Africa Is About To Launch A Cairo-To-Cape Town Free Trade Area Bigger Than The EU

Africa Is About To Launch A Cairo-To-Cape Town Free Trade Area Bigger Than The EU
Zimbabwean President Robert Mugabe, front left, poses with other leaders at the annual African Union summit in Addis Ababa, Ethiopia, on Jan. 30, 2015. –

AFRICANGLOBE – The world is just about to get a free trade area that’s bigger, by population, than either the European Union or NAFTA.

It’s got nothing to do with the much-publicised Trans-Pacific Partnership (TPP) Transatlantic Trade and Investment Partnership (TTIP). In fact, you’ve probably never heard of it.

It’s actually the Tripartite Free Trade Area, a deal that will wrap together 26 African nations with a population north of 600 million.

The agreement will be signed off on June 10 in Egypt.

Much of west Africa isn’t covered, but the deal means a huge stripe of southern and eastern Africa will be.

According to the Brookings Institution, it’ll cover 58% of Africa’s economic activity and over $1 trillion (£651.1 billion) in GDP.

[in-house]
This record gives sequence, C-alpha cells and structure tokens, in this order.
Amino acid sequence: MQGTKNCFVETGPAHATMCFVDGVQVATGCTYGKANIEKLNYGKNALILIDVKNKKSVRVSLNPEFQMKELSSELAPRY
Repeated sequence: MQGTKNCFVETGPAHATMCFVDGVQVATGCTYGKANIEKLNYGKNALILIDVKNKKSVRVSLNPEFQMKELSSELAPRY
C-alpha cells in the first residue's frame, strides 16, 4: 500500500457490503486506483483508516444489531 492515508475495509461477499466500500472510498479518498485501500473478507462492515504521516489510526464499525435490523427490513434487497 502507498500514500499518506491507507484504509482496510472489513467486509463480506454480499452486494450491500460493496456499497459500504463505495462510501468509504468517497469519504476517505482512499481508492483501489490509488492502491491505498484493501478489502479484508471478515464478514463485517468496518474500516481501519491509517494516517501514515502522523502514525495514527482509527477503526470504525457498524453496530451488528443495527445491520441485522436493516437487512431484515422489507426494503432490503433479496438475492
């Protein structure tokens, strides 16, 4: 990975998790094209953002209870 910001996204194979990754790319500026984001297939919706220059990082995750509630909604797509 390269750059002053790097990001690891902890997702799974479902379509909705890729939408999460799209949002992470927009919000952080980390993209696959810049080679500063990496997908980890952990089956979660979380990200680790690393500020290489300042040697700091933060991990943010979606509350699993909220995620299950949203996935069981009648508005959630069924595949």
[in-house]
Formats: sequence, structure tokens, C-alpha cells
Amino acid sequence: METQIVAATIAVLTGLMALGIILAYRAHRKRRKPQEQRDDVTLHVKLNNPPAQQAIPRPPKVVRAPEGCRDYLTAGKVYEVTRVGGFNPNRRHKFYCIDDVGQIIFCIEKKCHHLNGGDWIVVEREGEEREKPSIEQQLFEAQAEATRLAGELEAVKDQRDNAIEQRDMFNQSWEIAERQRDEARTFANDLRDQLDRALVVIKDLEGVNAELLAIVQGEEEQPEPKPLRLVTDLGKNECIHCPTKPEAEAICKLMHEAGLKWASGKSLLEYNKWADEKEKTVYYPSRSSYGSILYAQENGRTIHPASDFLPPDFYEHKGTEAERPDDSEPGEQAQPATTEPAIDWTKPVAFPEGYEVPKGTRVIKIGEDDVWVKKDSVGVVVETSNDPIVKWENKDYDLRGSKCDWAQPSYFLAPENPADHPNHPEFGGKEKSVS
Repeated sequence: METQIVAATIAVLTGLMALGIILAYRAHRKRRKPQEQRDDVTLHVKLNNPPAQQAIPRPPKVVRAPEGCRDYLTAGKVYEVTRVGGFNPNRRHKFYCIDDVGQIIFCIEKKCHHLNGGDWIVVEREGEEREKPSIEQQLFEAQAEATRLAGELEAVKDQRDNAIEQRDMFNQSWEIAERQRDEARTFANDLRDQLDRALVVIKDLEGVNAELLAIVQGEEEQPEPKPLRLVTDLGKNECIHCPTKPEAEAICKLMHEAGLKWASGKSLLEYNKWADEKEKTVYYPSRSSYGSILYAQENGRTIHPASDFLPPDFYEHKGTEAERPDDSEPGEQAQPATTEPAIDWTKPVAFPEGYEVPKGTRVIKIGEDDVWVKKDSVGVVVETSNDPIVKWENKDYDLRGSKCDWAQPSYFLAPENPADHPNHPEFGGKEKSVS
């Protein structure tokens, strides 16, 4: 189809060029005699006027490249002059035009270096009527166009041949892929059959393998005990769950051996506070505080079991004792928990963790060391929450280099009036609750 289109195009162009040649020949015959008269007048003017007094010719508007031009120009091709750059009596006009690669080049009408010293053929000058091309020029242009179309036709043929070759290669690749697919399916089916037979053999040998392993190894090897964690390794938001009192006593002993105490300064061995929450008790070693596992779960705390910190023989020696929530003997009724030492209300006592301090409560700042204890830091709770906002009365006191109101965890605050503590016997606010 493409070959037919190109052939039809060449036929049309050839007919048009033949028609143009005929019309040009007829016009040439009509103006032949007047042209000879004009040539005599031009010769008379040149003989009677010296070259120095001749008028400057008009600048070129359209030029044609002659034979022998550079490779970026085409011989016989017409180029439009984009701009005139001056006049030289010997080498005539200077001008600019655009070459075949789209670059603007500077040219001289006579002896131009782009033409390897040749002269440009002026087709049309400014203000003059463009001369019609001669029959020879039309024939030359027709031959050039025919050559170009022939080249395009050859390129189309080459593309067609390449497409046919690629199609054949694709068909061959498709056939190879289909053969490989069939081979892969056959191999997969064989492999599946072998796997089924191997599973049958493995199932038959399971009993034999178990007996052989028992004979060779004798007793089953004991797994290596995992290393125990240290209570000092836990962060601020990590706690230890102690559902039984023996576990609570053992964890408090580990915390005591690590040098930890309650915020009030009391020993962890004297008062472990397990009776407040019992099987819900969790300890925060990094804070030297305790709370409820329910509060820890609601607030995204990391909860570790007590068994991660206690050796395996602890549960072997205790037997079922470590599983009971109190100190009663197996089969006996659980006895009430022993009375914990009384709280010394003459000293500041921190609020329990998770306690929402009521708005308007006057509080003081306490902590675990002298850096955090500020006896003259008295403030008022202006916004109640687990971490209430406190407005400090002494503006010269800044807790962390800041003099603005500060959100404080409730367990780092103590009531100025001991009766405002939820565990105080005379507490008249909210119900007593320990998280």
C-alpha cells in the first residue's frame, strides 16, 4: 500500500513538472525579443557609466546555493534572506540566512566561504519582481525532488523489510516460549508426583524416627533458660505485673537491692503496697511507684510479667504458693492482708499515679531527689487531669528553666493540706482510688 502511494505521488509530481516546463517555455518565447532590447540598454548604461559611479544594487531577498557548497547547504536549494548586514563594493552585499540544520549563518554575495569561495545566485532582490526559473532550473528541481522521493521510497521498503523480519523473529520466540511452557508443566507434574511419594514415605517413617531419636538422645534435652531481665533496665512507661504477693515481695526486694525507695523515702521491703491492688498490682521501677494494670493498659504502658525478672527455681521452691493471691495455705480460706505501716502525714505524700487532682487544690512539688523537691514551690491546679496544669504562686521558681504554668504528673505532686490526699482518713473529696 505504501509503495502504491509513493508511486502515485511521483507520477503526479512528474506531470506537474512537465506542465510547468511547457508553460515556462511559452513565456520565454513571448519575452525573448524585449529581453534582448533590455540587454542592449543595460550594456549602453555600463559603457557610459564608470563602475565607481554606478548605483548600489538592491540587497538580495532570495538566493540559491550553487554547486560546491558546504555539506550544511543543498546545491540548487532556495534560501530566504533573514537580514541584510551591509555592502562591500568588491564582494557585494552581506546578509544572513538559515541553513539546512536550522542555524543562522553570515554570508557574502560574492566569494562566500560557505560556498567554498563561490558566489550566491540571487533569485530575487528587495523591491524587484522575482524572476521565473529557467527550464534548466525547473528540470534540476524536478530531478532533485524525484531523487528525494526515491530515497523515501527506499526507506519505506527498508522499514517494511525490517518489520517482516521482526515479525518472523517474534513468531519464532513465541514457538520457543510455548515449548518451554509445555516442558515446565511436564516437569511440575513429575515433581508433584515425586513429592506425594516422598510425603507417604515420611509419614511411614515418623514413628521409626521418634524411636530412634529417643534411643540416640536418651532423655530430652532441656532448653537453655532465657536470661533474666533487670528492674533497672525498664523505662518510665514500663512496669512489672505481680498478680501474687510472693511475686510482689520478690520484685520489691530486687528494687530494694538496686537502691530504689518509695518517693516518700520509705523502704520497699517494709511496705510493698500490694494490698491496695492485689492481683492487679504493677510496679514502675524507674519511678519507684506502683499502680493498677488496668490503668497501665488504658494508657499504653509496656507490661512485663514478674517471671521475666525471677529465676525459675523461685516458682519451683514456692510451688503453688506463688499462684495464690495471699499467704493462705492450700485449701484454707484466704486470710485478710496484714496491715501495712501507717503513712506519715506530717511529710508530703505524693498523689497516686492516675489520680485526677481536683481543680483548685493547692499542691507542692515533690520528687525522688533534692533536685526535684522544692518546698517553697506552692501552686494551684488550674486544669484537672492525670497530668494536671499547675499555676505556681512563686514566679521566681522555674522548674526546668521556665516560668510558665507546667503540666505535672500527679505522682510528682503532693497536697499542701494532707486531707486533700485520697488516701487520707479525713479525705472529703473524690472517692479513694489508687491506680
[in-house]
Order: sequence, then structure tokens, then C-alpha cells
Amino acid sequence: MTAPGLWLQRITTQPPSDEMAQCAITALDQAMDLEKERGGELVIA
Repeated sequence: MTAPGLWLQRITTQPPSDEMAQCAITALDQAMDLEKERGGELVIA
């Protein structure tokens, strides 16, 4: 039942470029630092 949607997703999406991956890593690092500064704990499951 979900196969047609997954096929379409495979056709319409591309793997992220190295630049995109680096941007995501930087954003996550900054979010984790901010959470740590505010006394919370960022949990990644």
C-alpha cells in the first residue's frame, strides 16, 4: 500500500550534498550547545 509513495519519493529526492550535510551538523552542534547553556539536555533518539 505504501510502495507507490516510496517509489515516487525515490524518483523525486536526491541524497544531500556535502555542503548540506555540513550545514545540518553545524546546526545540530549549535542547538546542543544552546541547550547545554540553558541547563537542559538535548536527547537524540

Here’s how it’ll look:Africa Is About To Launch A Cairo-To-Cape Town Free Trade Area Bigger Than The EU

The South African Development Community (SADC) in yellow, the Common Market for Eastern and Southern Africa (COMESA) in different shades of green and the East African Community (EAC) in the light brown (the only country in the EAC that isn’t also a member of COMESA is Tanzania).

That map is from 2009 so doesn’t include South Sudan.

In a recent note, Capital Economics named Africa as one of the world’s few potential bright spots as far as boosting global trade is concerned:

Over a longer time horizon, Africa could also play a much larger role in world trade… If Africa can sustain the pace of GDP growth seen over the past ten years, its share of the world economy could more than double over this time. While this would not be as dramatic as China’s rise over the past 35 years, it does still imply that Africa’s share of world trade will rise substantially from where it is today.

Given the development levels and divergence of the countries involved, progress is likely to be slow — but the Tripartite Free Trade Area would be a big step in the right direction.

 

By: Mike Bird